Why daycare is so expensive, but workers are paid too little : Planet Money Anyone who has tried shopping for day care knows that it is tough out there.

For one, it is hard even to get your hands on information about costs, either online or over the phone – day cares will often only share their prices after you have taken a tour of their facilities. Even once you find a place you like, many day cares have waitlists stretching 6 months, 9 months, a year.

Waitlists are a classic economic sign that something isn't right, that prices are too low. But ask any parent and they will tell you that prices for day cares are actually too high. According to a recent report from the U.S. Treasury, more than 60% of families can't afford the full cost of high quality day care. Meanwhile, day care owners can barely afford to stay open. No one is happy.

On today's show, we get into the very weird, very broken market for day care. We will try to understand how this market can simultaneously strain parents' budgets and underpay its workers. And we will look at a few possible solutions.

This show was produced by Sam Yellowhorse Kesler. Emma Peaslee helped book the show. It was mastered by Gilly Moon. Keith Romer edited this episode. Jess Jiang is our acting Executive Producer.

Help support Planet Money and get bonus episodes by subscribing to Planet Money+ in
Apple Podcasts or at plus.npr.org/planetmoney.

Baby's first market failure

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For months, Wesley Wade and his wife, Giovonni, ended their days the same way - coming together at the end of the night and just being like, how? How is this so hard?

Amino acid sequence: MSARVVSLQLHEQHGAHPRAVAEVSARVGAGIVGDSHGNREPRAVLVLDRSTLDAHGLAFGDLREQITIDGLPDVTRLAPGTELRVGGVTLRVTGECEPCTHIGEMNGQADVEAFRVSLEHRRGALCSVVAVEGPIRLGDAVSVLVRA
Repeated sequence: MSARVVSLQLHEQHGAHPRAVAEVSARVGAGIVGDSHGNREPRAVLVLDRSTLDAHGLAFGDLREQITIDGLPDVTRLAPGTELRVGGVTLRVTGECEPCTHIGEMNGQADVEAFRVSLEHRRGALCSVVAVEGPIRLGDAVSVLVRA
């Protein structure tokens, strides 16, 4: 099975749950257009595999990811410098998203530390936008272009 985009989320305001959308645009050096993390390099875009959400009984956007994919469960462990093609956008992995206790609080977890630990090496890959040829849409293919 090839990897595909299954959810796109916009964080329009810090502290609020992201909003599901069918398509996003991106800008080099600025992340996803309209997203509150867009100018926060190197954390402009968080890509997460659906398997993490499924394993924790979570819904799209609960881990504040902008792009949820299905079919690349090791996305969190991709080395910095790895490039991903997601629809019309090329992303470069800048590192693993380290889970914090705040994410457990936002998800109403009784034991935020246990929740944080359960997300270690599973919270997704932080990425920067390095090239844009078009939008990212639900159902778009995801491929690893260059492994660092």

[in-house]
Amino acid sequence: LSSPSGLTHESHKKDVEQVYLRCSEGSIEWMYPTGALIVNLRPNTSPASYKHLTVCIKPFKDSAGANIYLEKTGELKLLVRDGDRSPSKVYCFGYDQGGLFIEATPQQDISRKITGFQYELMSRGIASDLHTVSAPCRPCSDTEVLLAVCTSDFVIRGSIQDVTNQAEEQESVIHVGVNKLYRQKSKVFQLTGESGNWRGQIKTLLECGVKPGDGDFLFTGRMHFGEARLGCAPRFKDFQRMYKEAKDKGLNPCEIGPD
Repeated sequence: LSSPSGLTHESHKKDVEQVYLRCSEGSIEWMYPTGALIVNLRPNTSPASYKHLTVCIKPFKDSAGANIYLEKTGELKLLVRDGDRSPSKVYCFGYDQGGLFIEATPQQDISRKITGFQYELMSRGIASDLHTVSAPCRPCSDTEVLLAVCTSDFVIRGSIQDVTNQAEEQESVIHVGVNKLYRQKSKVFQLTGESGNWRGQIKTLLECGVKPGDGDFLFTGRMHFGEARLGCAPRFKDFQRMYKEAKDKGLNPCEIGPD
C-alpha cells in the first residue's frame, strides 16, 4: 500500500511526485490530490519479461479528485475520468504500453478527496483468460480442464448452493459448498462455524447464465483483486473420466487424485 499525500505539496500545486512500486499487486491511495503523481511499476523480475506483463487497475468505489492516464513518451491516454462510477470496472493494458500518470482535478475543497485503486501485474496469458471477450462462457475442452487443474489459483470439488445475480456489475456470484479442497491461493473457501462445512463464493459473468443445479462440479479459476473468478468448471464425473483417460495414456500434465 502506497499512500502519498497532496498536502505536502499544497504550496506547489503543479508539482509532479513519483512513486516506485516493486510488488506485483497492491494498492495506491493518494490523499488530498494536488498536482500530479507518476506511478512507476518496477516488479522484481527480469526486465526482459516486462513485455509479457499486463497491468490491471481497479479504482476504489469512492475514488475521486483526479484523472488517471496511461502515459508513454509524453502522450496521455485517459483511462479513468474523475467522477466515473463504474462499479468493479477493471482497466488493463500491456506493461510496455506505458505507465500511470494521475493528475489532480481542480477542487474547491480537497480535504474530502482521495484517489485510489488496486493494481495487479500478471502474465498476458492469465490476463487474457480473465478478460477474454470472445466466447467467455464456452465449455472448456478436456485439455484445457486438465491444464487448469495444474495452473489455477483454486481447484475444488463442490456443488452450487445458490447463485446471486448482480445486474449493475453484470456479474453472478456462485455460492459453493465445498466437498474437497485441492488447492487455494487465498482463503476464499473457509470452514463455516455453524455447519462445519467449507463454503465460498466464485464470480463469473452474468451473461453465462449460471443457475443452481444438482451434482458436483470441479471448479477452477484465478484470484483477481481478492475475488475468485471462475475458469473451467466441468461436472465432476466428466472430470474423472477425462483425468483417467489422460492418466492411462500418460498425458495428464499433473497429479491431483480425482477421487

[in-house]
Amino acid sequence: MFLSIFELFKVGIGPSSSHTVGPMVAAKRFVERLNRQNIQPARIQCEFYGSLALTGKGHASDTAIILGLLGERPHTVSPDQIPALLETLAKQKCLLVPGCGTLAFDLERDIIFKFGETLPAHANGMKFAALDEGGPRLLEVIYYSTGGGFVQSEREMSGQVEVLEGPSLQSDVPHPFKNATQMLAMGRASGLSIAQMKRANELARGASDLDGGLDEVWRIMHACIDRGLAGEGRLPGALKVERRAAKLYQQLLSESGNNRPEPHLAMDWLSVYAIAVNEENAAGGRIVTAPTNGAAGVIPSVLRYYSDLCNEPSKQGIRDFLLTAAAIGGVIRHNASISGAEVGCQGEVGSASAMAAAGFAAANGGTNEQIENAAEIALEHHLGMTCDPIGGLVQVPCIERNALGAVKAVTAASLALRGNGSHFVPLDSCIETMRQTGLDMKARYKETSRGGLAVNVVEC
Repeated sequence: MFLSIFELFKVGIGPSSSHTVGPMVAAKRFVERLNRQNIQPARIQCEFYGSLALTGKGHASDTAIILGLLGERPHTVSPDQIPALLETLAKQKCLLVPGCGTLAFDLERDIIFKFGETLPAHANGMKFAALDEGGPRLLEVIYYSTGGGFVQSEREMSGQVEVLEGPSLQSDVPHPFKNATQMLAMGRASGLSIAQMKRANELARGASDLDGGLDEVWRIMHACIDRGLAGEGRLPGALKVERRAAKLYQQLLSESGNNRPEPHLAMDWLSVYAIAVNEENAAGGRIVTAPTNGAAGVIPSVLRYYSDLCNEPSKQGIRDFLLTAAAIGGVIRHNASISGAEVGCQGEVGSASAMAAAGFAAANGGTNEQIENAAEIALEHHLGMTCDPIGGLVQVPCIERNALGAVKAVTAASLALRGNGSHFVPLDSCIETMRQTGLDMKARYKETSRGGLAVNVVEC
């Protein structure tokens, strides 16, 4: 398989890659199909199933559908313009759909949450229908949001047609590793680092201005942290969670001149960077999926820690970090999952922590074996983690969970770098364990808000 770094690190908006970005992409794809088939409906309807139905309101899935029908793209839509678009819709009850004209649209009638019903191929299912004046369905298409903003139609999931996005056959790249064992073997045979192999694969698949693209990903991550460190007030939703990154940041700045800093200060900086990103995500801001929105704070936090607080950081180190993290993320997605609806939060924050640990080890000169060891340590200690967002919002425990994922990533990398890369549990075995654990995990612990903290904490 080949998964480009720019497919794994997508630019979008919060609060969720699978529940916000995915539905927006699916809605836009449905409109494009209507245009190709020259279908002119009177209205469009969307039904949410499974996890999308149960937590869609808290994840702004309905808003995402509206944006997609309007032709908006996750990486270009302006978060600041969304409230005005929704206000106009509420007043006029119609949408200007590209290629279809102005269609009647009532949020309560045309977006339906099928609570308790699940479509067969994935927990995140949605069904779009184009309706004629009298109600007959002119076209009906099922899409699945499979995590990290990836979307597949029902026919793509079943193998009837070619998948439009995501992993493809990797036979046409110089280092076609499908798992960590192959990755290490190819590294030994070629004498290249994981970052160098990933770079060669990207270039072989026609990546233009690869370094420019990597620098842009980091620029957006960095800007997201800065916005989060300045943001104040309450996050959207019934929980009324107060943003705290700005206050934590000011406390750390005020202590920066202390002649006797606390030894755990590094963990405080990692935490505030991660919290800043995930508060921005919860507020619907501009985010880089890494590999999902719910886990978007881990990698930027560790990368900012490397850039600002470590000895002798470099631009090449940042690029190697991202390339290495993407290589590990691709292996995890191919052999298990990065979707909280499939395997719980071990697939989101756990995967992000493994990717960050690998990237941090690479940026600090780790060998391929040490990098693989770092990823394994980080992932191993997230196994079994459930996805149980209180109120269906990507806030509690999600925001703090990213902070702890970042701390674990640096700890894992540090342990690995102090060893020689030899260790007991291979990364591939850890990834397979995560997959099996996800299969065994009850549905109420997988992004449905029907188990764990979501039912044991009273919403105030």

WESLEY WADE: One hundred percent, almost every day, and it was mind-boggling.

GONZALEZ: This is Wesley.

WADE: We had an Excel spreadsheet because I like using the Excel spreadsheet. But my wife likes using a piece of paper, so we had two different things. We're keeping a list of all these things, right?


The thing that they're trying to figure out is day care for their two kids, Helena and Ella.

WADE: Both my kids are very fiery. It's a very fiery home that we're in.

GONZALEZ: Ella is the baby.

WADE: She is a very defiant child, which we love over here.

GONZALEZ: Oh, I love defying girls.

WADE: It's very fun. It's very fun.

GONZALEZ: Wesley is a mental health counselor, and he's getting his Ph.D. And his wife is an attorney. They are both pretty good at researching. And they just keep thinking, how do other people do this?

WADE: Yeah, I don't know how other people figure this out. I was amazed at how complicated it was. Actually, I think my dissertation research might have been a little easier, to be honest with you. Like, I'm not even - that's not hyperbole.

GUO: And this family is not in some small town. They're not in a day care desert. They're in Durham, N.C. It's a big university town - a lot of jobs, a lot of people.

GONZALEZ: It's just day care information is really hard to come by. It is actually, like, a real flaw of the day care market because if you don't have perfect information, you cannot make optimal decisions. And just generally, it is very costly just in terms of time to find out where day cares are around you and if they even have a spot for your kid.

WADE: So we're Googling. We're on waitlists at multiple places. My wife and I are divvying up our area geographically. We're coming back after dinner to say, ooh, what about this plan? And we're spending all this extra time when we, you know, still have to cook dinner, maintain the house, you know, give our kids love, spend time for ourselves.